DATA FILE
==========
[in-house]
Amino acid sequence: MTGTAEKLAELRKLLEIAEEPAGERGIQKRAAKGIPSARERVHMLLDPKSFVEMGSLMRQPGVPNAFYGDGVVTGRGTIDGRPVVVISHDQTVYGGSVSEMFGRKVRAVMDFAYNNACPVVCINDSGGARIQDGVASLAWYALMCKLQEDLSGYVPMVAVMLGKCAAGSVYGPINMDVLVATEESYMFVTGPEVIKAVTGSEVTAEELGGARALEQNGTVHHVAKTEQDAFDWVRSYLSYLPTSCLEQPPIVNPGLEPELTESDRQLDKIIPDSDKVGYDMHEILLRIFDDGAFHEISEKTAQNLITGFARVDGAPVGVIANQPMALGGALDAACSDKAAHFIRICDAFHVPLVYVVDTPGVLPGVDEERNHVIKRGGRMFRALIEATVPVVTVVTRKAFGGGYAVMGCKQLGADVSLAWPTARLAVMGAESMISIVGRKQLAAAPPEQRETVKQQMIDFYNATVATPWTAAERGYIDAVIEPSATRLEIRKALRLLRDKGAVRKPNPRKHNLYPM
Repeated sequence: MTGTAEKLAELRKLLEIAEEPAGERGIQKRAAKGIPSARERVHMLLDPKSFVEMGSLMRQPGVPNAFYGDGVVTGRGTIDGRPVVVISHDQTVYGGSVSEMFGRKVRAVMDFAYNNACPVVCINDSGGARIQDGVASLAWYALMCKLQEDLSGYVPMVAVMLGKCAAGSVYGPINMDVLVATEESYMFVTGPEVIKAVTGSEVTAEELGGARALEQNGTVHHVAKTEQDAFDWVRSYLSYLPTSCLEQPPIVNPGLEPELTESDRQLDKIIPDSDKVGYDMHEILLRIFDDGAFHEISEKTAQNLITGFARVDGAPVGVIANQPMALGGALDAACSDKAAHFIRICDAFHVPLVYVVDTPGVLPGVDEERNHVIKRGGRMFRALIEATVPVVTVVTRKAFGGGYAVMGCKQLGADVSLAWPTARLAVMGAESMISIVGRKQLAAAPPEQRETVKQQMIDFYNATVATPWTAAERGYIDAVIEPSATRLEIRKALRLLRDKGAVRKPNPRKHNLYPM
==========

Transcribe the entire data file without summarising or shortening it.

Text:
[in-house]
Amino acid sequence: MTGTAEKLAELRKLLEIAEEPAGERGIQKRAAKGIPSARERVHMLLDPKSFVEMGSLMRQPGVPNAFYGDGVVTGRGTIDGRPVVVISHDQTVYGGSVSEMFGRKVRAVMDFAYNNACPVVCINDSGGARIQDGVASLAWYALMCKLQEDLSGYVPMVAVMLGKCAAGSVYGPINMDVLVATEESYMFVTGPEVIKAVTGSEVTAEELGGARALEQNGTVHHVAKTEQDAFDWVRSYLSYLPTSCLEQPPIVNPGLEPELTESDRQLDKIIPDSDKVGYDMHEILLRIFDDGAFHEISEKTAQNLITGFARVDGAPVGVIANQPMALGGALDAACSDKAAHFIRICDAFHVPLVYVVDTPGVLPGVDEERNHVIKRGGRMFRALIEATVPVVTVVTRKAFGGGYAVMGCKQLGADVSLAWPTARLAVMGAESMISIVGRKQLAAAPPEQRETVKQQMIDFYNATVATPWTAAERGYIDAVIEPSATRLEIRKALRLLRDKGAVRKPNPRKHNLYPM
Repeated sequence: MTGTAEKLAELRKLLEIAEEPAGERGIQKRAAKGIPSARERVHMLLDPKSFVEMGSLMRQPGVPNAFYGDGVVTGRGTIDGRPVVVISHDQTVYGGSVSEMFGRKVRAVMDFAYNNACPVVCINDSGGARIQDGVASLAWYALMCKLQEDLSGYVPMVAVMLGKCAAGSVYGPINMDVLVATEESYMFVTGPEVIKAVTGSEVTAEELGGARALEQNGTVHHVAKTEQDAFDWVRSYLSYLPTSCLEQPPIVNPGLEPELTESDRQLDKIIPDSDKVGYDMHEILLRIFDDGAFHEISEKTAQNLITGFARVDGAPVGVIANQPMALGGALDAACSDKAAHFIRICDAFHVPLVYVVDTPGVLPGVDEERNHVIKRGGRMFRALIEATVPVVTVVTRKAFGGGYAVMGCKQLGADVSLAWPTARLAVMGAESMISIVGRKQLAAAPPEQRETVKQQMIDFYNATVATPWTAAERGYIDAVIEPSATRLEIRKALRLLRDKGAVRKPNPRKHNLYPM